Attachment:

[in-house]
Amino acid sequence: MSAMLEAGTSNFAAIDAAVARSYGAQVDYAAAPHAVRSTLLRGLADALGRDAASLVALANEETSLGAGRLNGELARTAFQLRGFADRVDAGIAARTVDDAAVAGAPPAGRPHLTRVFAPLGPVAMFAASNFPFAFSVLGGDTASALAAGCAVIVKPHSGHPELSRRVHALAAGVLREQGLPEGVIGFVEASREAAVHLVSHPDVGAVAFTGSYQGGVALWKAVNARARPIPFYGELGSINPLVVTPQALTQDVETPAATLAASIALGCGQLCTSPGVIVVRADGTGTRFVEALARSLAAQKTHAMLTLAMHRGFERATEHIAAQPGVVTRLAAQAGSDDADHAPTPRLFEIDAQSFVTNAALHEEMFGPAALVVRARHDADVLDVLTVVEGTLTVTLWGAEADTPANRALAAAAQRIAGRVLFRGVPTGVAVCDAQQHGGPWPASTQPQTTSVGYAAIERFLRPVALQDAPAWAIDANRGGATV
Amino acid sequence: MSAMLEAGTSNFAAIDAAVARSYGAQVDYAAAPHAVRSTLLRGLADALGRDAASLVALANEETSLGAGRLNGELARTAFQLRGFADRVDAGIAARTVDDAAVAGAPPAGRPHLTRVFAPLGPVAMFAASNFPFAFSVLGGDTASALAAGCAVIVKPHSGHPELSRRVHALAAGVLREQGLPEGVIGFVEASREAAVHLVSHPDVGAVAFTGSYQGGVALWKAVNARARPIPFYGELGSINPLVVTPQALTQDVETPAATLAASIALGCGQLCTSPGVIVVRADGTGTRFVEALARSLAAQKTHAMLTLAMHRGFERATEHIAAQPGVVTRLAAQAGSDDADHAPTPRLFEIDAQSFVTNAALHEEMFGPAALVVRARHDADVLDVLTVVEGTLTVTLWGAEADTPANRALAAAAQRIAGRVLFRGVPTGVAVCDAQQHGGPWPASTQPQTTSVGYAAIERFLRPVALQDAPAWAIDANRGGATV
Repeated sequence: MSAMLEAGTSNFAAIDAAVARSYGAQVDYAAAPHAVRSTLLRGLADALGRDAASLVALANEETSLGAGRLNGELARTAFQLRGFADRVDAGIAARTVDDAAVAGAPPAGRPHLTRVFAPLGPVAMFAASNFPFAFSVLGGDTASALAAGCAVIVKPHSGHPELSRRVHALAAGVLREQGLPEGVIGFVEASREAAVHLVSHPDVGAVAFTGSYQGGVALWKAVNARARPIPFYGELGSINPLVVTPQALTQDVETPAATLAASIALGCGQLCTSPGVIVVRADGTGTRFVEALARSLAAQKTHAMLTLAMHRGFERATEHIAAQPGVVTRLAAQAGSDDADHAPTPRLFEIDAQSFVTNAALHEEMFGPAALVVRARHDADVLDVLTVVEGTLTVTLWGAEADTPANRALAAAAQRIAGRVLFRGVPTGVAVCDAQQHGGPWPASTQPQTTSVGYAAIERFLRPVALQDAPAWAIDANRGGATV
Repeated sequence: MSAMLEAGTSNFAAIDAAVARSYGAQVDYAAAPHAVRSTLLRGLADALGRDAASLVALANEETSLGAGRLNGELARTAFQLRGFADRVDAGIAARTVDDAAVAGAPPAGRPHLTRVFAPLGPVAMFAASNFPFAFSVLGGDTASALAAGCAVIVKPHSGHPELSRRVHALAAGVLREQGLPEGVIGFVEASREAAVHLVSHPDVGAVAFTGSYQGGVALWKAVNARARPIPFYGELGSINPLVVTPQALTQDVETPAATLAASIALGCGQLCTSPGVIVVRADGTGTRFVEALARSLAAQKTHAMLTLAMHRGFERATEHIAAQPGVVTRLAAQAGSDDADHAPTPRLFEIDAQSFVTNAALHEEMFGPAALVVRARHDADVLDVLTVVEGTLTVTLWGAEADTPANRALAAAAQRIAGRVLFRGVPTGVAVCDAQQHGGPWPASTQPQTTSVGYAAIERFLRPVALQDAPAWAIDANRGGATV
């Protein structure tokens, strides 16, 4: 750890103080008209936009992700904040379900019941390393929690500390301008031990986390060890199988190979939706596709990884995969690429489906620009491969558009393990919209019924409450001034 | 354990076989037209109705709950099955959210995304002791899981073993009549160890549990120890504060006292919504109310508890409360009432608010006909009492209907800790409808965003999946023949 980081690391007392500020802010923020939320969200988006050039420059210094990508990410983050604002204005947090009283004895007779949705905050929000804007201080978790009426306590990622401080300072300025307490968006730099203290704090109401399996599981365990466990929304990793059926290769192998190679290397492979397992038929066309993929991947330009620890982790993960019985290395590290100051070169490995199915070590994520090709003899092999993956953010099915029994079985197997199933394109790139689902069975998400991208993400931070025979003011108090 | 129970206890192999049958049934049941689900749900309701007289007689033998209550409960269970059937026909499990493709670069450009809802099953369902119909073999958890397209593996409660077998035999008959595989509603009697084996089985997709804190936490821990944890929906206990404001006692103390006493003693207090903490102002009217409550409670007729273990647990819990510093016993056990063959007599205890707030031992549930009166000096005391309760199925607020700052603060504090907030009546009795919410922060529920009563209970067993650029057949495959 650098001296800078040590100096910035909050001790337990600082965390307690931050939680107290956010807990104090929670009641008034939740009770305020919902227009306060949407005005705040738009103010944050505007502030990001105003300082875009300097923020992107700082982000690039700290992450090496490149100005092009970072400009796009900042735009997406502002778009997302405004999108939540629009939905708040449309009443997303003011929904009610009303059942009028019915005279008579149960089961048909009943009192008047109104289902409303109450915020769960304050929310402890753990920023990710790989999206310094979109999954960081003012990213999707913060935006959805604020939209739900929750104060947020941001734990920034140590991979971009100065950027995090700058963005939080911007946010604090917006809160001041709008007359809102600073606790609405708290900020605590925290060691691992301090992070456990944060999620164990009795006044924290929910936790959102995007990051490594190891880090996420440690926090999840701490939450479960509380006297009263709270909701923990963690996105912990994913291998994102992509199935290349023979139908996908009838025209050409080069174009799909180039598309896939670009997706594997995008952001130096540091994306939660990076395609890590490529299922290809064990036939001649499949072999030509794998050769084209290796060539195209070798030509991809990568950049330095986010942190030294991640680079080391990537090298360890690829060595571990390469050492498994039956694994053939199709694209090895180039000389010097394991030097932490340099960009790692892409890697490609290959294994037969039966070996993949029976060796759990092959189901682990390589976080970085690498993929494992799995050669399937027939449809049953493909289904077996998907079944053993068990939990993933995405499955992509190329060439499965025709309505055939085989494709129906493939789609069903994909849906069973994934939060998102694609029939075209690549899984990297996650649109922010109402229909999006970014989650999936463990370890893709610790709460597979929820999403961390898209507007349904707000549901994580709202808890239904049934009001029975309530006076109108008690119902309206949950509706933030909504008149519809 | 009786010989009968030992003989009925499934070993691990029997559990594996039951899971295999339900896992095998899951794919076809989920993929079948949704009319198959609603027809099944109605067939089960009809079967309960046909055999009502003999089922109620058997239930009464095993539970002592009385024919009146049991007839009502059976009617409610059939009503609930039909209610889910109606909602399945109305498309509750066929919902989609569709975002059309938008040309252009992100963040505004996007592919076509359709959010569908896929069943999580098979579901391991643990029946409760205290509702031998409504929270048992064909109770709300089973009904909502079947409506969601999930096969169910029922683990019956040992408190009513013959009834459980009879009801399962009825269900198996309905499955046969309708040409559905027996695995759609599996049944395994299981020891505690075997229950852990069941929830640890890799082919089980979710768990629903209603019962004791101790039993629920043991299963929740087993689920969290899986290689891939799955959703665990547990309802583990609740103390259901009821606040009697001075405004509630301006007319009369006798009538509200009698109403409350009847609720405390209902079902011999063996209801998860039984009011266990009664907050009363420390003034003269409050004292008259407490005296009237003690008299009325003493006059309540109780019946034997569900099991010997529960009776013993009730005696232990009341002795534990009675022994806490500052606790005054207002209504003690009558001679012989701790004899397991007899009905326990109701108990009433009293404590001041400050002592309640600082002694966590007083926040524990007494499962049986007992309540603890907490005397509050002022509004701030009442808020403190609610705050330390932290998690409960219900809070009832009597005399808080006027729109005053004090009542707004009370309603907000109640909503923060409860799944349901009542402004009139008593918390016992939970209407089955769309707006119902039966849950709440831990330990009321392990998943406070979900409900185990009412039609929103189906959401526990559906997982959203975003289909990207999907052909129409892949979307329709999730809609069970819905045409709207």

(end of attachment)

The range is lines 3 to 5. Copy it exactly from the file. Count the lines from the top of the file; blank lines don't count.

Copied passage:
Amino acid sequence: MSAMLEAGTSNFAAIDAAVARSYGAQVDYAAAPHAVRSTLLRGLADALGRDAASLVALANEETSLGAGRLNGELARTAFQLRGFADRVDAGIAARTVDDAAVAGAPPAGRPHLTRVFAPLGPVAMFAASNFPFAFSVLGGDTASALAAGCAVIVKPHSGHPELSRRVHALAAGVLREQGLPEGVIGFVEASREAAVHLVSHPDVGAVAFTGSYQGGVALWKAVNARARPIPFYGELGSINPLVVTPQALTQDVETPAATLAASIALGCGQLCTSPGVIVVRADGTGTRFVEALARSLAAQKTHAMLTLAMHRGFERATEHIAAQPGVVTRLAAQAGSDDADHAPTPRLFEIDAQSFVTNAALHEEMFGPAALVVRARHDADVLDVLTVVEGTLTVTLWGAEADTPANRALAAAAQRIAGRVLFRGVPTGVAVCDAQQHGGPWPASTQPQTTSVGYAAIERFLRPVALQDAPAWAIDANRGGATV
Repeated sequence: MSAMLEAGTSNFAAIDAAVARSYGAQVDYAAAPHAVRSTLLRGLADALGRDAASLVALANEETSLGAGRLNGELARTAFQLRGFADRVDAGIAARTVDDAAVAGAPPAGRPHLTRVFAPLGPVAMFAASNFPFAFSVLGGDTASALAAGCAVIVKPHSGHPELSRRVHALAAGVLREQGLPEGVIGFVEASREAAVHLVSHPDVGAVAFTGSYQGGVALWKAVNARARPIPFYGELGSINPLVVTPQALTQDVETPAATLAASIALGCGQLCTSPGVIVVRADGTGTRFVEALARSLAAQKTHAMLTLAMHRGFERATEHIAAQPGVVTRLAAQAGSDDADHAPTPRLFEIDAQSFVTNAALHEEMFGPAALVVRARHDADVLDVLTVVEGTLTVTLWGAEADTPANRALAAAAQRIAGRVLFRGVPTGVAVCDAQQHGGPWPASTQPQTTSVGYAAIERFLRPVALQDAPAWAIDANRGGATV
Repeated sequence: MSAMLEAGTSNFAAIDAAVARSYGAQVDYAAAPHAVRSTLLRGLADALGRDAASLVALANEETSLGAGRLNGELARTAFQLRGFADRVDAGIAARTVDDAAVAGAPPAGRPHLTRVFAPLGPVAMFAASNFPFAFSVLGGDTASALAAGCAVIVKPHSGHPELSRRVHALAAGVLREQGLPEGVIGFVEASREAAVHLVSHPDVGAVAFTGSYQGGVALWKAVNARARPIPFYGELGSINPLVVTPQALTQDVETPAATLAASIALGCGQLCTSPGVIVVRADGTGTRFVEALARSLAAQKTHAMLTLAMHRGFERATEHIAAQPGVVTRLAAQAGSDDADHAPTPRLFEIDAQSFVTNAALHEEMFGPAALVVRARHDADVLDVLTVVEGTLTVTLWGAEADTPANRALAAAAQRIAGRVLFRGVPTGVAVCDAQQHGGPWPASTQPQTTSVGYAAIERFLRPVALQDAPAWAIDANRGGATV